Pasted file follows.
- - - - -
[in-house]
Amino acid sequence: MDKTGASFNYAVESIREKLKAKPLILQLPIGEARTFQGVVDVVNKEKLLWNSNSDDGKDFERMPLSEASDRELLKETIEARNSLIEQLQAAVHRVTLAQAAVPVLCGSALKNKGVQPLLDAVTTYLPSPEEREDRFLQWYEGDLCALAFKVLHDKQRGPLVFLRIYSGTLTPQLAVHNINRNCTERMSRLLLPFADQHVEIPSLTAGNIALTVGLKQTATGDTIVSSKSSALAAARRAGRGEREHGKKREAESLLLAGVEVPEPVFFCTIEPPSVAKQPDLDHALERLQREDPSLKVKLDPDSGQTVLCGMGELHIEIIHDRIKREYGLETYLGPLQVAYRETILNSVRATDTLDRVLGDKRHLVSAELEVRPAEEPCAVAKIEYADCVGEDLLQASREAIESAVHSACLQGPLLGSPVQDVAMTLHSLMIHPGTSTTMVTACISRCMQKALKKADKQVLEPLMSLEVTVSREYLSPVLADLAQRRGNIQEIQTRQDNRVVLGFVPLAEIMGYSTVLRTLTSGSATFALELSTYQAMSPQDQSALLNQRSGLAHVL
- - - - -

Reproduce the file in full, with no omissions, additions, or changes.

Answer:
[in-house]
Amino acid sequence: MDKTGASFNYAVESIREKLKAKPLILQLPIGEARTFQGVVDVVNKEKLLWNSNSDDGKDFERMPLSEASDRELLKETIEARNSLIEQLQAAVHRVTLAQAAVPVLCGSALKNKGVQPLLDAVTTYLPSPEEREDRFLQWYEGDLCALAFKVLHDKQRGPLVFLRIYSGTLTPQLAVHNINRNCTERMSRLLLPFADQHVEIPSLTAGNIALTVGLKQTATGDTIVSSKSSALAAARRAGRGEREHGKKREAESLLLAGVEVPEPVFFCTIEPPSVAKQPDLDHALERLQREDPSLKVKLDPDSGQTVLCGMGELHIEIIHDRIKREYGLETYLGPLQVAYRETILNSVRATDTLDRVLGDKRHLVSAELEVRPAEEPCAVAKIEYADCVGEDLLQASREAIESAVHSACLQGPLLGSPVQDVAMTLHSLMIHPGTSTTMVTACISRCMQKALKKADKQVLEPLMSLEVTVSREYLSPVLADLAQRRGNIQEIQTRQDNRVVLGFVPLAEIMGYSTVLRTLTSGSATFALELSTYQAMSPQDQSALLNQRSGLAHVL